Write What You Know
I started my first novel when I was nine (won’t mention the year, smile). The title was Murder in Egypt. It took place at an archaeological dig in the desert. It had a great cast of characters, twisty plot. I never finished the story though it captivated me for months.
In 1999, at a writer’s workshop I first heard “write what you know.” What the heck did that mean? I was a wife and mother; I knew plenty. But apparently not enough. Rejection after rejection came in. I blamed the publishers/editors for their lack of vision.
It was about this time another thought hit—okay, exploded—into my head. Could I have stumbled upon the reason for the unfinished Egypt manuscript? Could the fact that I’d never been out of Massachusetts have anything to do with not finishing a novel set thousands of miles away?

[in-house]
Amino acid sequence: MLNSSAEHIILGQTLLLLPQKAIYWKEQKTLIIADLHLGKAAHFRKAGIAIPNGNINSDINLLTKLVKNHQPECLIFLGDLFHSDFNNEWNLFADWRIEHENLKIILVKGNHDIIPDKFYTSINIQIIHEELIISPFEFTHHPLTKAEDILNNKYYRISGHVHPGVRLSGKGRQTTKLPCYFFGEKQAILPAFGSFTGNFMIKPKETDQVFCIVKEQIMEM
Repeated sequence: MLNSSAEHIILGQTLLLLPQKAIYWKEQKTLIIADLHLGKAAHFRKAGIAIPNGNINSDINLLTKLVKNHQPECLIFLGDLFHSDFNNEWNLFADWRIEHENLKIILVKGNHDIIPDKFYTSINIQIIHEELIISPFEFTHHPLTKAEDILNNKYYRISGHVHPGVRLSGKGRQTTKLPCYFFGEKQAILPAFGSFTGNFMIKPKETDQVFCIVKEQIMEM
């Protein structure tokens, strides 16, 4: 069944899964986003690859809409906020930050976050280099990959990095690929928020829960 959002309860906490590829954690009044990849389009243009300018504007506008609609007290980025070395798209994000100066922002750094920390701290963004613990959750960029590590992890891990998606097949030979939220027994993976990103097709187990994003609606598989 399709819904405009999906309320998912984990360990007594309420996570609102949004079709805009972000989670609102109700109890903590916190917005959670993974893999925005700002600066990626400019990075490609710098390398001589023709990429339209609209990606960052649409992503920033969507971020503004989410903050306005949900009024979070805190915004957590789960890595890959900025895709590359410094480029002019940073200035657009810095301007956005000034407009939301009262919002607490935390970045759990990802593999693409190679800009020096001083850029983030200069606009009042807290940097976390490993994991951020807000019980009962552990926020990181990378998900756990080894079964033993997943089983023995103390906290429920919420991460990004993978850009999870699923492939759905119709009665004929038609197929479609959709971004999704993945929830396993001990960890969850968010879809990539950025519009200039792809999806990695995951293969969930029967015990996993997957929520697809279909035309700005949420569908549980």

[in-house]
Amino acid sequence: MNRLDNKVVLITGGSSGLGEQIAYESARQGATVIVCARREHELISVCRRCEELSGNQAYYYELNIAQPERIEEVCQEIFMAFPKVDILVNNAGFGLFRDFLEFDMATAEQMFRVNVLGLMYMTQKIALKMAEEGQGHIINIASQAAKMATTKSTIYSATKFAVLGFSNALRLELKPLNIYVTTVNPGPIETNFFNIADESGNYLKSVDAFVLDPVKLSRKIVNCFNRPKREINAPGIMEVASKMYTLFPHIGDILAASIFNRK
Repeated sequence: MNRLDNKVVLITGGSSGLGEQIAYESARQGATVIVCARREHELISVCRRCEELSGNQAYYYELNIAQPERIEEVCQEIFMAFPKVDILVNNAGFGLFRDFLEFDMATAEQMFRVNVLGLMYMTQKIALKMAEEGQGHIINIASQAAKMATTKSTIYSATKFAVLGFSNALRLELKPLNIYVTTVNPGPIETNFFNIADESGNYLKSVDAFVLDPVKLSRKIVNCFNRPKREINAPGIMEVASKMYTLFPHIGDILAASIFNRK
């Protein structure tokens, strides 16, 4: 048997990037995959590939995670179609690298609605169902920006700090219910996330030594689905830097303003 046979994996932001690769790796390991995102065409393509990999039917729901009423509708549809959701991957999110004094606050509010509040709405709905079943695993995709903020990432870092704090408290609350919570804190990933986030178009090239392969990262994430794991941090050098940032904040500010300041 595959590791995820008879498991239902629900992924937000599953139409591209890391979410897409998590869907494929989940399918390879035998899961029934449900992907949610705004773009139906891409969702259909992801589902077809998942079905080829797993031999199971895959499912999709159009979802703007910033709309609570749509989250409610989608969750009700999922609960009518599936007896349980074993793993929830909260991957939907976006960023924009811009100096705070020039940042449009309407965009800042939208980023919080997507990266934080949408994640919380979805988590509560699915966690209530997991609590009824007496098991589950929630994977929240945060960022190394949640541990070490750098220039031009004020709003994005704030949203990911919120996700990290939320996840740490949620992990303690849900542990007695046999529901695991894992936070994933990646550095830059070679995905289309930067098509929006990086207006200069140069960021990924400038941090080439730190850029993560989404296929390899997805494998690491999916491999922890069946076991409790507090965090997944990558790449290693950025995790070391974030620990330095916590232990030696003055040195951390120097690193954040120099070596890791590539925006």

Throughout high school, the mention of reports and term papers brought sweat from every pore. I was bored silly by research. What got turned in was unemotional rote.
I got hired by a local magazine in 1998 and received my first assignment, to research a long-abandoned town at the end of a road that got more overgrown every year. “Damn, more research,” I groused. The librarian pointed me to, rather than the research section, a man who’d lived during that era. From that moment, the word research took on a whole new meaning. Everything in the world is there, you just have to look and learn, so you can…write what you know.